As I have explained in the Appendix of Chapter 1 on proper names, when taken in isolation descriptions associated with a proper name, particularly the auxiliary ones, are not criteria making the application of the name necessary. They are mere symptoms, making its application more or less probable. So, ‘the lover of Eva Braun’ makes the application of the proper name ‘Hitler’ more probable, since it is only a symptom – and this explains the accidentality of such associated descriptions. There are possible worlds where Hitler existed without being the lover of Eva Braun. And without the previous application of at least part of the fundamental descriptions these auxiliary descriptions are of no worth.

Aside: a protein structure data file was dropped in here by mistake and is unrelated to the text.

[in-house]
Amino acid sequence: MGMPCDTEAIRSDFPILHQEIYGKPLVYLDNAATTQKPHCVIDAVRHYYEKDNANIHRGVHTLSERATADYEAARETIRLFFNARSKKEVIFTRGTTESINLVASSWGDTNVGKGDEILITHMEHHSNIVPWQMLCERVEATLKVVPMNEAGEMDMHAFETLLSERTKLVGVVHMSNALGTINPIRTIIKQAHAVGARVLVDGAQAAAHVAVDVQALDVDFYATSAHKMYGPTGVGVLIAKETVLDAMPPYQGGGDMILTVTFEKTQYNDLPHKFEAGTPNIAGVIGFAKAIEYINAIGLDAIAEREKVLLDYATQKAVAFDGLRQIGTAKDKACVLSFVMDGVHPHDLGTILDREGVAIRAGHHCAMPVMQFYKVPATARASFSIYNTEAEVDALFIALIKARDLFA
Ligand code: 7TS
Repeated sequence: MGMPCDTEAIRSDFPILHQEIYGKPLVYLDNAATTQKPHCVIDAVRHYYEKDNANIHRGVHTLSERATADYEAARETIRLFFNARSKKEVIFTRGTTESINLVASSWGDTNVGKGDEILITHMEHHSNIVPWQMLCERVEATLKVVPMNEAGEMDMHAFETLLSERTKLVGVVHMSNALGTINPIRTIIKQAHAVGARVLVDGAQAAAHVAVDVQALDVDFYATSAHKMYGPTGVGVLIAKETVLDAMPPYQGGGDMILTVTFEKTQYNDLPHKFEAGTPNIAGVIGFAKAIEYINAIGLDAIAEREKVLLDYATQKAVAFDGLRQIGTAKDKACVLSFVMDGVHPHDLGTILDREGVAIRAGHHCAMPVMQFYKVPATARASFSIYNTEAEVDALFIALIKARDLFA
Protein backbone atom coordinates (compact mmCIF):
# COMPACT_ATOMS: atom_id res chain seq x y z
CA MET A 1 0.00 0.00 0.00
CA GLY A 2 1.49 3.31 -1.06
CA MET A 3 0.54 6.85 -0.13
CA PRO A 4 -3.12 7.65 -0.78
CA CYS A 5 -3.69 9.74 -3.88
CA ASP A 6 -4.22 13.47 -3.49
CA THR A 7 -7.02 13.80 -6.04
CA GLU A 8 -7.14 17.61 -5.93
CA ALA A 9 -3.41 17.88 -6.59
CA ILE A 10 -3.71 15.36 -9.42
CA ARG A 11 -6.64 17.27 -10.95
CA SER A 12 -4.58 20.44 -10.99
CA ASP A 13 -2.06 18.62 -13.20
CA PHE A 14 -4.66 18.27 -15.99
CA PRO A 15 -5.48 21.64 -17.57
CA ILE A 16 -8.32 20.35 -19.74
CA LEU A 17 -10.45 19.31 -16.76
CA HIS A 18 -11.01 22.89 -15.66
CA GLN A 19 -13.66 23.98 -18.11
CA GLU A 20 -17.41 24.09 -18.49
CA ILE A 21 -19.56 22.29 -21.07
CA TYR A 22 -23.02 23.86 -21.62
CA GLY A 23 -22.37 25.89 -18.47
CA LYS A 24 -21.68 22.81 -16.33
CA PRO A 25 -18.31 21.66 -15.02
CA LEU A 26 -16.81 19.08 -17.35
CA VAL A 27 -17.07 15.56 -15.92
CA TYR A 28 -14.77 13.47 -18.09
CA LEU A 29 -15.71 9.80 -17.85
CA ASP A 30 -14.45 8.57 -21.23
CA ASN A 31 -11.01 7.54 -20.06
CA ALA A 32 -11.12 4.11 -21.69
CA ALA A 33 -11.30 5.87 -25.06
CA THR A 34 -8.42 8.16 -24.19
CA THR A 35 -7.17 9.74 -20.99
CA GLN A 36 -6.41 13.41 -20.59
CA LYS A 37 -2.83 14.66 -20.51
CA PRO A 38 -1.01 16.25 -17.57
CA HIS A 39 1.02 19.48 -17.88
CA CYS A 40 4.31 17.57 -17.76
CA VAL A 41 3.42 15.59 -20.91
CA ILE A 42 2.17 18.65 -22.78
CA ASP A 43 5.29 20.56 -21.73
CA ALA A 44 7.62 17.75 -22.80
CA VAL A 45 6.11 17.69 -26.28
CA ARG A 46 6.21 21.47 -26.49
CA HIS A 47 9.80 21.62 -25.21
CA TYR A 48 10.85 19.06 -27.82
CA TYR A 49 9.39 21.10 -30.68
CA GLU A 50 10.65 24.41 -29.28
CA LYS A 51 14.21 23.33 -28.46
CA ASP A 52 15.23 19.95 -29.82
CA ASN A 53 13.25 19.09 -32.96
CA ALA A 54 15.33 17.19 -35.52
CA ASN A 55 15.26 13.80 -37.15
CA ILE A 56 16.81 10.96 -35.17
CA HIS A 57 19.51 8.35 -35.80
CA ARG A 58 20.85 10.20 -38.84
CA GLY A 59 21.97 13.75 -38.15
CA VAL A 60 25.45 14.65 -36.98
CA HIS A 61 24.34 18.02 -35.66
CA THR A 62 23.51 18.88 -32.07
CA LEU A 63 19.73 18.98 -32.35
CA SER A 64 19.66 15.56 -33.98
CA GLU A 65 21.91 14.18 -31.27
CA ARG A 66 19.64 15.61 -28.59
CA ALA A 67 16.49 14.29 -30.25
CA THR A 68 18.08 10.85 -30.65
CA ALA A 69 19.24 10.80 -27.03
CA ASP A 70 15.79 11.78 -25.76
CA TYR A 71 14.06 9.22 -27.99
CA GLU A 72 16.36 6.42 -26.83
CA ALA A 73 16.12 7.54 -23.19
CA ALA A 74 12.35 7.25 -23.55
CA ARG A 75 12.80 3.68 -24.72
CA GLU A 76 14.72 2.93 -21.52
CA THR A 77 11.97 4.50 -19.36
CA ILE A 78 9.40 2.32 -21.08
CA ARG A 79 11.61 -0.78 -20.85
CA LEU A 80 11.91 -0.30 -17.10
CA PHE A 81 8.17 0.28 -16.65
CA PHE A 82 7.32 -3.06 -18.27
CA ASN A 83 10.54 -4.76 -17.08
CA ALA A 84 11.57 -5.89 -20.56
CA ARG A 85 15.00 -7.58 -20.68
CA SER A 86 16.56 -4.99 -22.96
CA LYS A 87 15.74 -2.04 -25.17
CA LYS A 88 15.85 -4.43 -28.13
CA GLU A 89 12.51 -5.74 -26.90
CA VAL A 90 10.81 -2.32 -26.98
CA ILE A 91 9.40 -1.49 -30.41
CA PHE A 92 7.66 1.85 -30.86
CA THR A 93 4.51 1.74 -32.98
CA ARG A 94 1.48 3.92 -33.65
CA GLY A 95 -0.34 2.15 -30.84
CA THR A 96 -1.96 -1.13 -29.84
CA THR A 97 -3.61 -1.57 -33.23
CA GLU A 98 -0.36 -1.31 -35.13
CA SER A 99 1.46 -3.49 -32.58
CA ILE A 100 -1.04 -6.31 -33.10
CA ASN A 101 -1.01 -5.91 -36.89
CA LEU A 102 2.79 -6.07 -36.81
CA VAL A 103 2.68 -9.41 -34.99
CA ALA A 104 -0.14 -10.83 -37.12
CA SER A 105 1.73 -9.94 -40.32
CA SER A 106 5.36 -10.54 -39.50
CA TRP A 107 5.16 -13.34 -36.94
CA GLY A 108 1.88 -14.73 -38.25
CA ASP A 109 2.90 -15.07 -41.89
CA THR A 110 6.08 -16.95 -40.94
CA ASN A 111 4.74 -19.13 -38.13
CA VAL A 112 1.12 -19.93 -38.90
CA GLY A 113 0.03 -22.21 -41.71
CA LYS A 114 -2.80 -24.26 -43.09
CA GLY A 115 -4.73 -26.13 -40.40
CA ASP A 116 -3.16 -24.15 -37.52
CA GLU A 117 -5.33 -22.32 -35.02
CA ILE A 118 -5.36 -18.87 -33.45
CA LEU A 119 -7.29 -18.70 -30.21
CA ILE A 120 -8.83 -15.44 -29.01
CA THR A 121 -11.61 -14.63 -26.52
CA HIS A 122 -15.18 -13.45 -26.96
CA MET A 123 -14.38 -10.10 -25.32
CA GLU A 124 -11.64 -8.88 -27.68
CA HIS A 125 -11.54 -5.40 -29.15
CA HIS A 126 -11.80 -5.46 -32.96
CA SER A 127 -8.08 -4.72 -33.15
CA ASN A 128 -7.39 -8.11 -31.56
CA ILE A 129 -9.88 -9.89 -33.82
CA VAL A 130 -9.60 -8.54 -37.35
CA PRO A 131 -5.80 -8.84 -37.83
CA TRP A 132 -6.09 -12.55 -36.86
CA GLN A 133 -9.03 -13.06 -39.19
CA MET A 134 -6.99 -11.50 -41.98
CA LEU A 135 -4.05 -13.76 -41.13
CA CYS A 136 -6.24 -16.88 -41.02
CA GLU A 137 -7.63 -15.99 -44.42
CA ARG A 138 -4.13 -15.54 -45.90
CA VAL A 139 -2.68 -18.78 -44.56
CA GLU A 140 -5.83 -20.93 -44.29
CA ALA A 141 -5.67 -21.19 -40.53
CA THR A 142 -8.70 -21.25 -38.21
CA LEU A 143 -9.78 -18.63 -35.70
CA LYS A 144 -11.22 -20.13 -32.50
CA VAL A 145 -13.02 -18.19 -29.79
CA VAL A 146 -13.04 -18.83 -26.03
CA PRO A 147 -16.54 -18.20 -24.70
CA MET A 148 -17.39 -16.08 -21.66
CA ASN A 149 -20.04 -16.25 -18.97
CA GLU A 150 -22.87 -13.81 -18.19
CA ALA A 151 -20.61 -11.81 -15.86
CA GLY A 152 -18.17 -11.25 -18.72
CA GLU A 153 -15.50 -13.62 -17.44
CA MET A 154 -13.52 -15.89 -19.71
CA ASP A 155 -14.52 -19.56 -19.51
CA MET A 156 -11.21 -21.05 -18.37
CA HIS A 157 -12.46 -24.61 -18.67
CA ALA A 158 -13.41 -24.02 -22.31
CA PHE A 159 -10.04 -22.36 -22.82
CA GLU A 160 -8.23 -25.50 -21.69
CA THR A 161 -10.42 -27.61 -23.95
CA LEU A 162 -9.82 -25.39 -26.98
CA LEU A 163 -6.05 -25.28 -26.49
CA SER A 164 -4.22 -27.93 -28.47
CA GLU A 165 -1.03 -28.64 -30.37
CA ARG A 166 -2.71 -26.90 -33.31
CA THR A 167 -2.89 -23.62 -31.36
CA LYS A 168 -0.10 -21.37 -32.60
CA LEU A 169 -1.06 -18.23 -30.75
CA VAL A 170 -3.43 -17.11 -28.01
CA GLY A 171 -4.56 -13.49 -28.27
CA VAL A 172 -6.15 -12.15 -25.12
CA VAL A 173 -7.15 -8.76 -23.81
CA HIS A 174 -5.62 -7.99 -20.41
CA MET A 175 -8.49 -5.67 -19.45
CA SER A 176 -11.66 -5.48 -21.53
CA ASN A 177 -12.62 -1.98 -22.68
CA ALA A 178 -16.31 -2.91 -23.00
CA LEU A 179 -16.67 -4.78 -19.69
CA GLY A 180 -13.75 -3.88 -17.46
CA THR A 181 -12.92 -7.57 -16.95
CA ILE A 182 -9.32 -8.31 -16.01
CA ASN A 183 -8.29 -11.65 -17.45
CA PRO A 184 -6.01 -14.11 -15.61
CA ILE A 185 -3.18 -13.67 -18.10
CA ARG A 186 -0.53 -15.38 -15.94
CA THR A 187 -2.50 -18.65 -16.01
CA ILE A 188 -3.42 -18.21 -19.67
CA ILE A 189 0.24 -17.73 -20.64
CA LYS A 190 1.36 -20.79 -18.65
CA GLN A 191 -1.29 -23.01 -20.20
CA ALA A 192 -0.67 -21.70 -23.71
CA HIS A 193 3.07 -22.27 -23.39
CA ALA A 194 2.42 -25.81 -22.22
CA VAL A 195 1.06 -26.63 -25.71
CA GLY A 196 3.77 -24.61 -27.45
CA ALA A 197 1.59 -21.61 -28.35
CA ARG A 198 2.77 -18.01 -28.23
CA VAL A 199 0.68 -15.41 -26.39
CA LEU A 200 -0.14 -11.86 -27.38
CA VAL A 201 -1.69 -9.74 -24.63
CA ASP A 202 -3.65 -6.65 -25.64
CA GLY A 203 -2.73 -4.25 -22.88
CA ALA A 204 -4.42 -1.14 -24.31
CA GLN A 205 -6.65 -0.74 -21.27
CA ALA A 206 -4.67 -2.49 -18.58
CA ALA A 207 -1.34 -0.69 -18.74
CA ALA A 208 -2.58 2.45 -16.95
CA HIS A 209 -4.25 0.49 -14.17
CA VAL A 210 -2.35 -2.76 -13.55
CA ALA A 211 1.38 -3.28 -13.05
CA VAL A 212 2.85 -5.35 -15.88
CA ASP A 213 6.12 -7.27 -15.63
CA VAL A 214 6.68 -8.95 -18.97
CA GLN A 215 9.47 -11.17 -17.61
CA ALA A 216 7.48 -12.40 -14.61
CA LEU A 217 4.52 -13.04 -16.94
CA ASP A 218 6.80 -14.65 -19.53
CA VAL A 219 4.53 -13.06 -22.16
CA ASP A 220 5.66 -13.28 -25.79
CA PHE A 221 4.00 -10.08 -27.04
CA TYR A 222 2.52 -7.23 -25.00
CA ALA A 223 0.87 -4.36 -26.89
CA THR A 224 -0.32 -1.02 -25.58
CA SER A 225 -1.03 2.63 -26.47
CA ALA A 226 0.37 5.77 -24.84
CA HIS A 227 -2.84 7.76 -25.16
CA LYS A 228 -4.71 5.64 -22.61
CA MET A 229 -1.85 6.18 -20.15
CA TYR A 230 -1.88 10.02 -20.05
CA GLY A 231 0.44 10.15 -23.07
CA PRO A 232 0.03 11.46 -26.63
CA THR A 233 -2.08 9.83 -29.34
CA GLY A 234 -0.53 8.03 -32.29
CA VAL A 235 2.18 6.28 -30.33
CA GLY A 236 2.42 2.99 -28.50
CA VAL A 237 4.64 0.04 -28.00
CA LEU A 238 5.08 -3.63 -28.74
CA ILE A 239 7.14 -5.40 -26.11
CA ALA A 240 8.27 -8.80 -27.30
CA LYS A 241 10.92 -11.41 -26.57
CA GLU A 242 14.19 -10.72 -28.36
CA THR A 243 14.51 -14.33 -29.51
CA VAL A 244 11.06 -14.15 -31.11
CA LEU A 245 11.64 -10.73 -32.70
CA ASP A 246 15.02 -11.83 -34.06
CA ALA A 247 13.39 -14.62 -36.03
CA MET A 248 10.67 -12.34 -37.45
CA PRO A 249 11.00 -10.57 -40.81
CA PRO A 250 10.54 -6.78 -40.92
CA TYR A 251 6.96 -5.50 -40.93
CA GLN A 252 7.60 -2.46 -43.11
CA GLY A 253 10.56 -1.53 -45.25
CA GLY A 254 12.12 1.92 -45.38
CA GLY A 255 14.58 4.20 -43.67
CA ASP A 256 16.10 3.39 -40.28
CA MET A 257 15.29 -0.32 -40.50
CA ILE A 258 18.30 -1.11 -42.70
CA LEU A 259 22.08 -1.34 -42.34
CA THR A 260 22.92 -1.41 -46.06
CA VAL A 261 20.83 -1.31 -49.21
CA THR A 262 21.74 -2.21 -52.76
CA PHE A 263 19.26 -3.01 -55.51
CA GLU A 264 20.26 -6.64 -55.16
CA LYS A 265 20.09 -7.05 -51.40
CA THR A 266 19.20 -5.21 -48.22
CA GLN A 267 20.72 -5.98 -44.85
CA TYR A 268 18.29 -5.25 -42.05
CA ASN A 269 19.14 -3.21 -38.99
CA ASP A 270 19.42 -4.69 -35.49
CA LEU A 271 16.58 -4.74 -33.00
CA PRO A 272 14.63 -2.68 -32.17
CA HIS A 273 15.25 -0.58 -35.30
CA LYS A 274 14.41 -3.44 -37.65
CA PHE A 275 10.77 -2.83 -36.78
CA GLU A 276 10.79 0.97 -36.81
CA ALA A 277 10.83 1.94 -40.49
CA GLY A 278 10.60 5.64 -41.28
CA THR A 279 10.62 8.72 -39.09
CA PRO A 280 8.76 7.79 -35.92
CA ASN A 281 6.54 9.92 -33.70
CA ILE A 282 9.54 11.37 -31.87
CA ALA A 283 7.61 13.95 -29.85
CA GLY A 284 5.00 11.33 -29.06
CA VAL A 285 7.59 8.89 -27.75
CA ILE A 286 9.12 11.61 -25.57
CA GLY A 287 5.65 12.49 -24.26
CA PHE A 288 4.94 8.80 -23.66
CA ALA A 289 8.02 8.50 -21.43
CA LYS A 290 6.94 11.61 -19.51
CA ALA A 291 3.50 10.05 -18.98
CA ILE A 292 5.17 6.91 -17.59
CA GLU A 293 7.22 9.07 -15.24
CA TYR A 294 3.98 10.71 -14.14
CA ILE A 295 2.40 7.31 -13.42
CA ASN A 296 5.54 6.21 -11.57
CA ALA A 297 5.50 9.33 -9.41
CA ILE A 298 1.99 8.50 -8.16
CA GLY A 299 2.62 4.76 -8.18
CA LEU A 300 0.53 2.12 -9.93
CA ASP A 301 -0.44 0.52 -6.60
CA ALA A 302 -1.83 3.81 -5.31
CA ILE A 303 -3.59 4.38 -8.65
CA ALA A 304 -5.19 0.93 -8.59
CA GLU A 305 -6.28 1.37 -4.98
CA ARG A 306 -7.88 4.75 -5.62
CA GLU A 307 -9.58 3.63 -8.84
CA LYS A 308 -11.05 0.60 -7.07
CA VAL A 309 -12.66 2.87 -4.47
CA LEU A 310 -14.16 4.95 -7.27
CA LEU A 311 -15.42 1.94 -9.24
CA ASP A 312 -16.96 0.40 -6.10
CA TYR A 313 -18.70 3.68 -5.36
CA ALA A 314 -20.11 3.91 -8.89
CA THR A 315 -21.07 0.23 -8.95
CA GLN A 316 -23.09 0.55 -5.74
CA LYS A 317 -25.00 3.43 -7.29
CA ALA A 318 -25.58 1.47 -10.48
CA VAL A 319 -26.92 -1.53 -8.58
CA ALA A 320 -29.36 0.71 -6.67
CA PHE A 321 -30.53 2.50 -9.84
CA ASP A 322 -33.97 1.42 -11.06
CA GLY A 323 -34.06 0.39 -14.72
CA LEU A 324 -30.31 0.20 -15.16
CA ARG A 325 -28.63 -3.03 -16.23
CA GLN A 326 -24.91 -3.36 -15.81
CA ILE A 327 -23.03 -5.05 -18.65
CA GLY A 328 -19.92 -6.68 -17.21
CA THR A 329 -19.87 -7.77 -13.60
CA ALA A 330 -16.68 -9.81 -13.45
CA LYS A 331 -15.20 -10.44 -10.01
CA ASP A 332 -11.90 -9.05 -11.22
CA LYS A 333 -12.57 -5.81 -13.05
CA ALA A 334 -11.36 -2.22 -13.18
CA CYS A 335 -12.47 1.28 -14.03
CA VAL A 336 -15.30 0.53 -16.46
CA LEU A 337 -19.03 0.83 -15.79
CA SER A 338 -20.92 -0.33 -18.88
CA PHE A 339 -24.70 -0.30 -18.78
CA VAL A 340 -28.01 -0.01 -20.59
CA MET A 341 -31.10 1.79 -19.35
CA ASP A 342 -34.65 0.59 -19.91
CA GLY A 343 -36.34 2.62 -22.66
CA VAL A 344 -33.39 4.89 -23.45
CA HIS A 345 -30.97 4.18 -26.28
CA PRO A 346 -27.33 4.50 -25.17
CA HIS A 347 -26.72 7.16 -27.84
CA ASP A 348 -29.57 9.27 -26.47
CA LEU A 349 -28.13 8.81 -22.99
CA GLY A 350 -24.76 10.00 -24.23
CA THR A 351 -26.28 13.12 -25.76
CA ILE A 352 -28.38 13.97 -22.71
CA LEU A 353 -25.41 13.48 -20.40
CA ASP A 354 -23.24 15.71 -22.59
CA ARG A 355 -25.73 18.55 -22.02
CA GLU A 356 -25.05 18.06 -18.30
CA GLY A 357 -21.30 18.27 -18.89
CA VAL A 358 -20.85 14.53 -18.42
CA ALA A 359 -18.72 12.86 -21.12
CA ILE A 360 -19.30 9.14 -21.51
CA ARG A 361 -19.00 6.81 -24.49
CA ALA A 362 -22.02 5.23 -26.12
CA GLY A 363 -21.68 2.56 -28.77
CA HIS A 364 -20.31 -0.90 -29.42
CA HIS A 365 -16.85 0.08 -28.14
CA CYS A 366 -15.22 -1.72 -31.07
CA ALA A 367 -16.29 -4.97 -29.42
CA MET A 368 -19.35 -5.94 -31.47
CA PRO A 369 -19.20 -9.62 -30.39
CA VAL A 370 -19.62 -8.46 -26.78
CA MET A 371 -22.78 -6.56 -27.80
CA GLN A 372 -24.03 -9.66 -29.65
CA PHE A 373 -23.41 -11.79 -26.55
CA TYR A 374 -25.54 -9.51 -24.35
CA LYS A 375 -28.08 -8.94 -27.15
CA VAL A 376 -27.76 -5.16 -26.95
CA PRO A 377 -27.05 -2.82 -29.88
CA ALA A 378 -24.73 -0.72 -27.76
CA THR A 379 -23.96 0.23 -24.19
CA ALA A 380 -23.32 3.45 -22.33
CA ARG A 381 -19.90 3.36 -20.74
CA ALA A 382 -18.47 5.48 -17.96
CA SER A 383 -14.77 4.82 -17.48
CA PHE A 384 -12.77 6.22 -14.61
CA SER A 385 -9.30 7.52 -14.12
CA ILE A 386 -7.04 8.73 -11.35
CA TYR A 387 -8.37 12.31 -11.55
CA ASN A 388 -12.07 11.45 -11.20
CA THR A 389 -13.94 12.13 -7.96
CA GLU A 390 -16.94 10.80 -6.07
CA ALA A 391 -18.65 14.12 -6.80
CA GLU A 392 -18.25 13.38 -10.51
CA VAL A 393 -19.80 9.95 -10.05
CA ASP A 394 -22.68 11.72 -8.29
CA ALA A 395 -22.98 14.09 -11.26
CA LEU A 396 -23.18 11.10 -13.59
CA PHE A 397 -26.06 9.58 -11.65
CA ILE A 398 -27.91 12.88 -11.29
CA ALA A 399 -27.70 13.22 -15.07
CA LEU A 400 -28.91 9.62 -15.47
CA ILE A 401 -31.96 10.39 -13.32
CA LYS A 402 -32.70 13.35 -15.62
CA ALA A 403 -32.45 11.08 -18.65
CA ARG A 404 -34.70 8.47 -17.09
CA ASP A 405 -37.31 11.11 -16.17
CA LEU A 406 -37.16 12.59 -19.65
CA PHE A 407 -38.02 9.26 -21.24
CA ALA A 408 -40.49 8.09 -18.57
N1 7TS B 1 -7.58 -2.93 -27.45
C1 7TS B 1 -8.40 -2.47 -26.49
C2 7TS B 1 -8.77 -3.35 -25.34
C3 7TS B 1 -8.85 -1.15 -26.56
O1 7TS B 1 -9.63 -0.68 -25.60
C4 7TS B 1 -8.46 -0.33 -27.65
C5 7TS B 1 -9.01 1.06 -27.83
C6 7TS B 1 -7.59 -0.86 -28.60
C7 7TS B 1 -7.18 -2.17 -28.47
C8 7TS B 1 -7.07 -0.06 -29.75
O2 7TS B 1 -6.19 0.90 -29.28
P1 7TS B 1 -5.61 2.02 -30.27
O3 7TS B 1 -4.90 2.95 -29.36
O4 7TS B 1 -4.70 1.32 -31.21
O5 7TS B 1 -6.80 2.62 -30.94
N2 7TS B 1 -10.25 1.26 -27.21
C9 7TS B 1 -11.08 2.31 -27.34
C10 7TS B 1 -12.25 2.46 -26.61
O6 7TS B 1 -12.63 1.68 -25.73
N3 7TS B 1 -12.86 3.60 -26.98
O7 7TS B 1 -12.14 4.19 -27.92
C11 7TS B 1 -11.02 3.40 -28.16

Finally, as far as the identification rule for the proper name ‘Hitler’, being a conceptual rule, has the second order property of has been effectively applicable to its proper domain, the domain of the objects belonging to the external world, we will can say that the bearer of this name really existed. Because the identification rule derived from the MD-rule applies in any world in which the referent exists, it makes the proper name a rigid designator.

Existence of spatio-temporal locations by indexicals
Finally, there is the problem of the application of the proposed analyse of existence to indexicals, a problem that I will consider here only very briefly. Consider simple statements with indexicals as ‘There is a raven’, ‘Here is cold’, ‘Tomorrow will rain’, ‘I am tired’, ‘I am here now’... What these indexicals do is at least to establish the existence of some spatio-temporal location in relation to the speaker. There is more than this regarding a pure indexical like ‘I’, which covers more than ‘the shire spatio-temporal location of the emissor of the word ‘I’ when this word is spoken’, but this does not mind to us now.